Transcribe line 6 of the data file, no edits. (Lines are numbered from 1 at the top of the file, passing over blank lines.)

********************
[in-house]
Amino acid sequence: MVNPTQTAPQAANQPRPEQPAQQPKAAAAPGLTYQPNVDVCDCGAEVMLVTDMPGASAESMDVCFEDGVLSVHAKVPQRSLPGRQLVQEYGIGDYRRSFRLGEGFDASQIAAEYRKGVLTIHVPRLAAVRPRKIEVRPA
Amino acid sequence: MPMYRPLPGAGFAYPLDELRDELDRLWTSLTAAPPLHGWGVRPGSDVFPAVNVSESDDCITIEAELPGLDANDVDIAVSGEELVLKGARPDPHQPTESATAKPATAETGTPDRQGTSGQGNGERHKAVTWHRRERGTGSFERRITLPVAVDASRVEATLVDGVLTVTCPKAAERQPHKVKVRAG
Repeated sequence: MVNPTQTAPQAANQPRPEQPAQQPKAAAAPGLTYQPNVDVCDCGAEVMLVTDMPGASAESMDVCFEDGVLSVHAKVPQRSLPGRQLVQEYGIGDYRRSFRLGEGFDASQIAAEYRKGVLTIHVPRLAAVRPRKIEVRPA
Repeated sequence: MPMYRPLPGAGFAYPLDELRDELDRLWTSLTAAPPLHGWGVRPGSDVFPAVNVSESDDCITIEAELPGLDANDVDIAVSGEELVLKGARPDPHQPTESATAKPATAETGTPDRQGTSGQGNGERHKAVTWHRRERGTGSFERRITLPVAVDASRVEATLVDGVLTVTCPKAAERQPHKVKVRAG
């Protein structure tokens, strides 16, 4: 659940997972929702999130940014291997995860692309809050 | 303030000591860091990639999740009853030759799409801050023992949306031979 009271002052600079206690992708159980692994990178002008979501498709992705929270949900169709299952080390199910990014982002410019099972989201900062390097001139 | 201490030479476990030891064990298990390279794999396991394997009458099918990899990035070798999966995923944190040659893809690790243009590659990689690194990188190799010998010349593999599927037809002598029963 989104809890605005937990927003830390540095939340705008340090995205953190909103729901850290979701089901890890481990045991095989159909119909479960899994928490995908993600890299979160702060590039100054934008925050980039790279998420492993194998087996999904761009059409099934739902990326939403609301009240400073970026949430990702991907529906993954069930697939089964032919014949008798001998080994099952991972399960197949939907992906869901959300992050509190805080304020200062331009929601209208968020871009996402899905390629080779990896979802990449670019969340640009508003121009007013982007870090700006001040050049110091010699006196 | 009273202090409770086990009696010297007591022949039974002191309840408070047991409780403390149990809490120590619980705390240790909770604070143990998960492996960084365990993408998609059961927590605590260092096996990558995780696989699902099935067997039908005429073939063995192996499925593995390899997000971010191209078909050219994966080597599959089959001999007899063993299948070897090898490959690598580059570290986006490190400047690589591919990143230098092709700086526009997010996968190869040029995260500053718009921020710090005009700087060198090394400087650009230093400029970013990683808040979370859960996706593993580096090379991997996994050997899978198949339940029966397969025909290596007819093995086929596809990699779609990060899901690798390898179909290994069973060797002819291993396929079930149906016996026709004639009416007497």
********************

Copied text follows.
């Protein structure tokens, strides 16, 4: 659940997972929702999130940014291997995860692309809050 | 303030000591860091990639999740009853030759799409801050023992949306031979 009271002052600079206690992708159980692994990178002008979501498709992705929270949900169709299952080390199910990014982002410019099972989201900062390097001139 | 201490030479476990030891064990298990390279794999396991394997009458099918990899990035070798999966995923944190040659893809690790243009590659990689690194990188190799010998010349593999599927037809002598029963 989104809890605005937990927003830390540095939340705008340090995205953190909103729901850290979701089901890890481990045991095989159909119909479960899994928490995908993600890299979160702060590039100054934008925050980039790279998420492993194998087996999904761009059409099934739902990326939403609301009240400073970026949430990702991907529906993954069930697939089964032919014949008798001998080994099952991972399960197949939907992906869901959300992050509190805080304020200062331009929601209208968020871009996402899905390629080779990896979802990449670019969340640009508003121009007013982007870090700006001040050049110091010699006196 | 009273202090409770086990009696010297007591022949039974002191309840408070047991409780403390149990809490120590619980705390240790909770604070143990998960492996960084365990993408998609059961927590605590260092096996990558995780696989699902099935067997039908005429073939063995192996499925593995390899997000971010191209078909050219994966080597599959089959001999007899063993299948070897090898490959690598580059570290986006490190400047690589591919990143230098092709700086526009997010996968190869040029995260500053718009921020710090005009700087060198090394400087650009230093400029970013990683808040979370859960996706593993580096090379991997996994050997899978198949339940029966397969025909290596007819093995086929596809990699779609990060899901690798390898179909290994069973060797002819291993396929079930149906016996026709004639009416007497």